Although this season of the bi-annual fashion weeks is likely to see a number of changes as the industry landscape continues to evolve, it also sees a shift in Yankeemagazines coverage of each fashion week. Yankeemagazines aims to take a more personal note to its fashion week coverage, offering its readers editorial insights, professional views and unique stories that can't be found elsewhere, starting with our preview below. Here, we gather our personal selection of the main highlights from the big 4 and share them in the interactive story map below.
As Yankeemagazines strives to offer its readers the most valuable, well-thought out and much-needed information, we also seek out new ways to tell original stories to enhance our readers' knowledge, as seen in the story map.
Photo credit: Dries Van Noten AW17. Catwalkpictures
- Vivian Hendriksz |
CEO INTERVIEW There are not many brands who can claim they invented something as important, groundbreaking and functional as the modern day underpants. But this is an invention that French heritage brand Petit Bateau takes pride in claiming. It was 100 years ago that Étienne Valton, together with his brothers André and Xavier, heirs to the knitting company Valton & Sons, decided to cut the legs off the 'long-john' undergarments people donned underneath their clothing, thereby creating the first version of the modern-day panty. "The panty was seen as a radical innovation at the time because before then adults and children wore long underwear," explained Patrick Pergament, CEO of Petit Bateau, one of the oldest fashion brands in France. "This innovation happened in a time when women were cutting their hair short and men were shaving off their beards - it was a pivotal time in history when a lot of social changes were taking place, from the way people were dressing and expressing themselves to politics."
The panty was an instant hit, especially among children, and Petit Bateau went on to sell more than 30 million items of its hero "400" panty between 1921 and 1930. Petit Bateau panties are still in high demand today among mothers and children and in honour of one of its best selling products, the brand has created a special capsule collection based on some of its archive panties. Set to launch at a special event at Palais de Tokyo on February 6 and in stores on February 7, the collection includes Petit Bateau's original high-waisted panty in 2x2 rib and its classic panty in 1x1 rib. "We wanted to take the time to celebrate this anniversary because the invention of the panty was really the launch of the Petit Bateau brand. We decided to look inside our archive and take three different types of panties that used to be produced by the brand and modernize these historical panties for our 100-year collection."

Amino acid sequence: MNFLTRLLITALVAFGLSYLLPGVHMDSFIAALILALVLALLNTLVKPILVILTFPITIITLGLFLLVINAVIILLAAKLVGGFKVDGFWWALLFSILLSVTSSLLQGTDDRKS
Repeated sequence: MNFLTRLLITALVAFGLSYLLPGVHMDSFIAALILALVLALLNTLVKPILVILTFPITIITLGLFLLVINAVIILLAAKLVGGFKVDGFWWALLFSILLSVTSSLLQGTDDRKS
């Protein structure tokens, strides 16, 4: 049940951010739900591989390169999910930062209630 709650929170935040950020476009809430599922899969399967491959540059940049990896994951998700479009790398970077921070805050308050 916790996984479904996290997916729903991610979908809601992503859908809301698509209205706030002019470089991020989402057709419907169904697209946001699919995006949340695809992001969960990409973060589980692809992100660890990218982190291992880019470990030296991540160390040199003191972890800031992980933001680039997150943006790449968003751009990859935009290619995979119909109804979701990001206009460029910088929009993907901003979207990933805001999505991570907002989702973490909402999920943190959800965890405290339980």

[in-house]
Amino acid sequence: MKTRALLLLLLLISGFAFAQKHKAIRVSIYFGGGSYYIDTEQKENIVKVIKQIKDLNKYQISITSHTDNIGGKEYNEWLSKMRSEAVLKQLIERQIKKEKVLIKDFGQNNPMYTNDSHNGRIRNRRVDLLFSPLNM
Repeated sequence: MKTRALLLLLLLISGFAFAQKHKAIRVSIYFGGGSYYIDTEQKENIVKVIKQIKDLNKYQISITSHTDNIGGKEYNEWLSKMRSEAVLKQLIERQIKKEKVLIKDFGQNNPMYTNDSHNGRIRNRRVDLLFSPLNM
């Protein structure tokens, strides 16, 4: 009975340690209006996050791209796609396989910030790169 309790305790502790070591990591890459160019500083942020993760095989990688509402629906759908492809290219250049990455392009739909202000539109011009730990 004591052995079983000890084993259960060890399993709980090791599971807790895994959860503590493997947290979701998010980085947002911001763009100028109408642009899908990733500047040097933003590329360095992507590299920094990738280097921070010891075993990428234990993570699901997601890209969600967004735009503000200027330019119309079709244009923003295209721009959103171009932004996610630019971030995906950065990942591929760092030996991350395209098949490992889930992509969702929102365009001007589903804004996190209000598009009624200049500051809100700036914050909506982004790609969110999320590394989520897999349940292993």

Petit Bateau to launch centennial panty collection
In addition to launching its special centenary collection, Petit Bateau also launched an online competition last month, asking its customers to come up with own designs of its iconic panties. "We were extremely surprised by the level of enthusiasm that our customers have for the brand. We received more than 11,000 applicants for panty designs." A special jury which includes Brune de Margerie from Elle France, Bertrand Guyon from Schiaparelli and influencer Elsa Muse, who will also create a panty design, is set to select six winners, who will receive a cash prize and a visit to the company's factory in Troyes, France. This anniversary is particularly meaningful for Petit Bateau because it is one of the oldest brands in France that still produces its own knits and products, which is one of the key aspects behind its ongoing success, according to Pergament. "This anniversary does not only mark the birth of the panty, it also celebrates our own heritage and reminds us that we come from this time in history."
Petit Bateau certainly has come a long way since the launch of its panty, branching out over the years from underwear and nightwear for children and mothers to include apparel for men and women as well as accessories. "Mothers originally came to Petit Bateau to buy pajamas and panties and we are still selling a lot of those products. But we are also selling more daywear. The new mothers of today and grandmothers really like to buy complete looks from us," notes Pergament. Although the French brand is facing increasing competition from fast-fashion retailers, it continues to do well, with business growing steadily each year, according to the CEO. "We hold a strong position in the apparel market for many reasons. One because people recognize us - we are a strong brand because people trust the brand. But this does not guarantee the brand's success." Rather Pergament attributes Petit Bateau's success to maintaining the brands DNA, which includes their roots as a knit manufacturer while ensuring their product offering remains modern, creative and relevant. "We are very singular in the fashion marketplace in that sense because we produce the majority of our products ourselves and selling them in our own stores."
Petit Bateau sets its sights on becoming big in Japan (and China)